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July 11, 2010

Comments

I think the welfare numbers in the study cited are bogus.

Consider the Heritage Foundation

http://www.heritage.org/Research/Reports/2010/06/Confronting-the-Unsustainable-Growth-of-Welfare-Entitlements-Principles-of-Reform-and-the-Next-Steps

When the facts you start out with are a fraud, the results can't be that far behind. I think it is a disgrace.

This is a very interesting study. I recently posted an entry on my blog about the same subject. I've now posted an update linking to your study and the Boston Globe story.

After reading your report, I needed to fact check your survey questions and I've found that the "corrections" are all technically correct. They are indeed factual, even though they don't always tell the complete story.

For instance, Tax revenues after the Bush tax cuts did not increase, but they didn't significantly decrease either. And while no stockpiles of WMDs were found in Iraq, there is photographic evidence of a suspicious 50 truck convoy (contents unknown) from Iraq to Syria days before "Shock and Awe."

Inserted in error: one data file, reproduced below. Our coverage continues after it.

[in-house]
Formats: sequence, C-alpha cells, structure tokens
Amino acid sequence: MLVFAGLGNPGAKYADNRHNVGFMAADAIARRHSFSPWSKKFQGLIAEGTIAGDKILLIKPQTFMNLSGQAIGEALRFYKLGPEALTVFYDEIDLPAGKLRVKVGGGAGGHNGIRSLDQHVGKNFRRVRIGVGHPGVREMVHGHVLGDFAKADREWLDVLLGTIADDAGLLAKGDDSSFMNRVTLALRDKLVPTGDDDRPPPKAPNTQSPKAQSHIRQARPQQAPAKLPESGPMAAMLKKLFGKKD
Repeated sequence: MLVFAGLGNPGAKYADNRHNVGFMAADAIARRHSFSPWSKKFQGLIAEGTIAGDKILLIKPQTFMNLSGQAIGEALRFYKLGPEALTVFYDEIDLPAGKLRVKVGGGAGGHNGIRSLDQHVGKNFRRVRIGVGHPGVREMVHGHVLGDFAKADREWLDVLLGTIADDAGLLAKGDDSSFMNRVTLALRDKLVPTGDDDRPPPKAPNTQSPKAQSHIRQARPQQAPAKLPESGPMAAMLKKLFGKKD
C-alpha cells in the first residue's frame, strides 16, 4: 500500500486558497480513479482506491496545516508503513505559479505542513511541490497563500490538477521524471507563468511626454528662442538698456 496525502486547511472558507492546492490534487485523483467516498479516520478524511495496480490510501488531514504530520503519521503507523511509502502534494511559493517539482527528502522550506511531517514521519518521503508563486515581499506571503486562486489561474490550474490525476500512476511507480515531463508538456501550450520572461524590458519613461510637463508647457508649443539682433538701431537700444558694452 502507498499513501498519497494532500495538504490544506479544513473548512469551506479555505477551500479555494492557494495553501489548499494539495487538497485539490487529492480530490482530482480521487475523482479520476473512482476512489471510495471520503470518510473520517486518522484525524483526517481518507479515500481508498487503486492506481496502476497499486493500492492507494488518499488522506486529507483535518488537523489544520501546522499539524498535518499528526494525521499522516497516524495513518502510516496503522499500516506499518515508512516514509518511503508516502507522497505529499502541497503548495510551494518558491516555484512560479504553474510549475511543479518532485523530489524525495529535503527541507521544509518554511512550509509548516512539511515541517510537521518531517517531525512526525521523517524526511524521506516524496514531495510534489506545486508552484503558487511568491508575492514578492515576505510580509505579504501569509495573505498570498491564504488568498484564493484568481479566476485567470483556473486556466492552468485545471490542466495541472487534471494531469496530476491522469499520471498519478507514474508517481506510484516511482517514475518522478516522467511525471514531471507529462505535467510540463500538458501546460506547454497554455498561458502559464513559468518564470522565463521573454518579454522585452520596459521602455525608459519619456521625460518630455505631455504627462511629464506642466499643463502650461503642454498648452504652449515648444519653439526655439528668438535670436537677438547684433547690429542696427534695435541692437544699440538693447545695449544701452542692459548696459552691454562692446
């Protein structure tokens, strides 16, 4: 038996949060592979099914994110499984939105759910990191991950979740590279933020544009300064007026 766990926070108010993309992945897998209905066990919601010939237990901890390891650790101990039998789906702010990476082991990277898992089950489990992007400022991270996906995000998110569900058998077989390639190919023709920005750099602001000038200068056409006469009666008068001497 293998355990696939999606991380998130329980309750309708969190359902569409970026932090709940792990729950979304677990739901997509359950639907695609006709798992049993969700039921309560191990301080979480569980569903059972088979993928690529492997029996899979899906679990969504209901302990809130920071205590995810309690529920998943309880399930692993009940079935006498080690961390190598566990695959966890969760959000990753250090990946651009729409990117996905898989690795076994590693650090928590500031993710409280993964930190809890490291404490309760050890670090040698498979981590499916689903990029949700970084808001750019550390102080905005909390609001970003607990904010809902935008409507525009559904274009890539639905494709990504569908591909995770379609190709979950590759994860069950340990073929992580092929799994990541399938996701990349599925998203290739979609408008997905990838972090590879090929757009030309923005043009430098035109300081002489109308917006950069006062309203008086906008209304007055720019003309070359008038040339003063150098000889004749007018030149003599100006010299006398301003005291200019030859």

I am slightly concerned that your highly politically educated subjects may have bulked at the corrections for that reason. Despite those concerns, I believe that your results do reasonably support the psychological phenomenon you have described.

Good work.

You know why people don't believe what they read in the newspapers? Because reporters like Keohane, writing a story with full access to all principals and under no deadline pressure whatsoever, can't manage to keep straight whether the researchers about whom he wrote were at Michigan or Duke. Admittedly it makes no difference to the gist of his article, but if a reporter can't get the simple facts right, why should anyone have confidence he'll accurately summarize the scholarly articles or understand their conclusions?

I think I remember reading something about that in my psychology class. I must say, if you ever move to a place where most people don't share your political views you will see it immediately. It was a good summery of the research that I have seen though.

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